Several broad-spectrum MMPIs function by strongly chelating the Zn ion that lies in the MMP active site. Similarities in active sites of MMPs pose obstacles to the design of specific inhibitors [3]. Thus, a new approach to the identification of new drug targets is important. Here, focusing on the MMP2 activation process, we were able to determine that the TIMP2-MMP2 is the most effective interaction. It is reported that TIMP2 interacts with MMP2 through the C-terminal domain of the enzyme that is distinct from the active site [21, 22]. Therefore, our result identifies a new drug target in the process of MMP2 activation. Development of low molecular weight compounds capable of effectively and specifically inhibiting the TIMP2 and MMP2 binding interaction will be the subject of future research. Our result can be validated using cell culture systems.

Conclusions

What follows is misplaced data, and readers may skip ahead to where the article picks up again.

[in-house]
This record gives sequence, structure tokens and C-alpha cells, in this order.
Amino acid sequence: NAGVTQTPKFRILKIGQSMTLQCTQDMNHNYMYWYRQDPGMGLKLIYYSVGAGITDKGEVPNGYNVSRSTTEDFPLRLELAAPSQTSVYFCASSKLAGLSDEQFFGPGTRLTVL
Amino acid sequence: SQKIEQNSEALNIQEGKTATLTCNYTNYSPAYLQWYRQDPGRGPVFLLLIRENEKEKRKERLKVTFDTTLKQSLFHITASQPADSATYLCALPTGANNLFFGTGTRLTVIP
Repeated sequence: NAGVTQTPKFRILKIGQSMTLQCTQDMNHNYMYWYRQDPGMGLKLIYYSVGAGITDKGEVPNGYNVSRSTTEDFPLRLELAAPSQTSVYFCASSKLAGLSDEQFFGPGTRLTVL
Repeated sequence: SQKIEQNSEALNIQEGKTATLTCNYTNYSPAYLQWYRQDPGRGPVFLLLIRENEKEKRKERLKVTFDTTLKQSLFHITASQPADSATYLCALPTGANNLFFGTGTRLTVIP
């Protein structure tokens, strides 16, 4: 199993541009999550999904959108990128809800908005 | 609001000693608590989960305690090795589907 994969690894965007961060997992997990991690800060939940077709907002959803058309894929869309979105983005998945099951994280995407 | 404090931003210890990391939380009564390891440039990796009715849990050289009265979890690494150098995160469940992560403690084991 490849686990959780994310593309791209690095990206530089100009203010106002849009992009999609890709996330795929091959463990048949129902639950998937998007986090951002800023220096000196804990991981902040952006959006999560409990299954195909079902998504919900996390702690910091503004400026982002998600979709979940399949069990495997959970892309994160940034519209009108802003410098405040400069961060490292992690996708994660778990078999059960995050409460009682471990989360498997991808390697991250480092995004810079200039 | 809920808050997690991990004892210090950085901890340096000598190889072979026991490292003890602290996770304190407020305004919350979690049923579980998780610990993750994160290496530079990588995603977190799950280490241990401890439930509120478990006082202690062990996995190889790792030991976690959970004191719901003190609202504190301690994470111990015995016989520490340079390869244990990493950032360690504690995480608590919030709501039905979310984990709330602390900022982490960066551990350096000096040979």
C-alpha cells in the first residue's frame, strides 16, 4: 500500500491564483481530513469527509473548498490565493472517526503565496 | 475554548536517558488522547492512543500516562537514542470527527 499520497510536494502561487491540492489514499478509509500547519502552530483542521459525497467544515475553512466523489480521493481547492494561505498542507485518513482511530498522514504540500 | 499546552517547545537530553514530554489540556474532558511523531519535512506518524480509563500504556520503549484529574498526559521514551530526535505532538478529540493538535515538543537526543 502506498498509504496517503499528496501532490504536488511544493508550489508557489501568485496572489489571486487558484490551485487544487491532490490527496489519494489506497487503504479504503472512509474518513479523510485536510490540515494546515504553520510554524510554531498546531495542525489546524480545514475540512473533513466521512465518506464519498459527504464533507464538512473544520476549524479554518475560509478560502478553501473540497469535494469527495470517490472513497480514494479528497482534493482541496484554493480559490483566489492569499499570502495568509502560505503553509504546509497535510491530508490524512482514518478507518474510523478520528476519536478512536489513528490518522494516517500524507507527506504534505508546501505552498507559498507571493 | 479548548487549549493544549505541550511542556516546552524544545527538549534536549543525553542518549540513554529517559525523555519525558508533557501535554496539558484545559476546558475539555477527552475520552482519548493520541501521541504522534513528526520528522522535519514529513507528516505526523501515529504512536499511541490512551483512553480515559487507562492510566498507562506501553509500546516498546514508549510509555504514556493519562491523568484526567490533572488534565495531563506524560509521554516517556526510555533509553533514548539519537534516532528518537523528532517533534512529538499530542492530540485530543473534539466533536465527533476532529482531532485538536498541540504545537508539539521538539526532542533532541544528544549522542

In this paper, our aim is to quantify the response of a system to the addition of inhibitors and to classify their interactions in order of their inhibitory efficiency. In order to analyse the response systematically, we used control analysis. Using the response coefficients, we revealed that the parameter-independent inequalities between the response coefficients hold in the ordered step models. For the unordered multi-branched step models, we showed that independence of the response coefficients with respect to the equilibrium constants holds. These results indicate that the inhibitory efficiency depends on the topology of the pathway networks. We applied our analysis to a complex formation model describing the formation of complexes of MMP2 and MT1-MMP in the presence of TIMP2 [16]. In the complex formation process between these molecules, there are three interactions, i.e. the MT1-MMP dimerization, the MT1-MMP and TIMP2 binding reaction and the TIMP2 and MMP2 binding reaction. We tried to identify the most efficient interaction to consider in selecting the inhibitors by putting the experimentally derived parameter values into the model. The novel finding of the analysis is that the inhibition of the TIMP2 and MMP2 binding interaction is the most efficient method for suppressing the quadruple complex MT1-MT1T2M2, which contributes to the MMP2 activation. This result identifies a new drug target in the process of MMP2 activation.